The format is terribly tiresome. If it had been written instead as a biography, it might have been much more interesting. But on the positive side, it gives an insight into so many unanswered questions about the origins of some of the sources of Salinger's ideas. Thanks.
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on 24 October 2013
This work presents much new material in an absorbing way. Particularly interesting is the detailed coverage of his experience during WWII. The many photographs are a valuable addition, and the reader begins to understand why Salinger felt as he did about the world.
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on 3 November 2013
By the heft and all the media hoopla around this biography, I thought this would be the kind of book I like -- meaty, detailed and well-crafted. But it wasn't really necessary to kill all those trees. It's obvious from the form of the book (one quotation or vignette after another), that there came a moment during the making of the documentary when someone said: "Hey, we can make $X million more by producing a book!" This is a very lazy one. Great opportunity missed. Very disappointing.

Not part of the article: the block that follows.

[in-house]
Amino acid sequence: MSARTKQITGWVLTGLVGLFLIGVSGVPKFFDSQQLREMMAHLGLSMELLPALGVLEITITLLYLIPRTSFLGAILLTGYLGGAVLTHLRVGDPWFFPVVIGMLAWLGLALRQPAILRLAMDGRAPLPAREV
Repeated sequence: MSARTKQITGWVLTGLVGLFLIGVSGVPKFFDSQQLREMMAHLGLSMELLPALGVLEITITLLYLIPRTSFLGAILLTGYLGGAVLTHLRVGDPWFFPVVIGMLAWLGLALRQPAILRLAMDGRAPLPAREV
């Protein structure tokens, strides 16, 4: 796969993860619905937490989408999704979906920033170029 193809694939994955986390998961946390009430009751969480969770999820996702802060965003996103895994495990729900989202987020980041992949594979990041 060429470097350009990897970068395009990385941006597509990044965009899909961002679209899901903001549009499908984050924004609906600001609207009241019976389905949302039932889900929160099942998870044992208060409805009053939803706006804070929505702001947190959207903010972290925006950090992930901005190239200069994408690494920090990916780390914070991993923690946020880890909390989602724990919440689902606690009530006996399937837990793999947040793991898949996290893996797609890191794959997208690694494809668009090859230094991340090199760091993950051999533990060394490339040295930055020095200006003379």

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on 20 January 2014
No need to go into detail as to why this is a great book since there are so many reviews. But it is especially a good read for people who do not like to read a book from start to finish but want to pick selected bits of Salinger's life.
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on 24 July 2014
In a sense this is essential reading for the Salinger fan, in that it contains a lot of new information, and a lot of previously unseen photos, but to access that information you have to subject yourself to cretinous speculation and holier-than-thou pontificating, particularly from David Shields, an abject buffoon. The book is also very shoddily produced, poorly annotated, chaotically arranged. It doesn't even have an index. I have never seen a serious biography that lacked an index.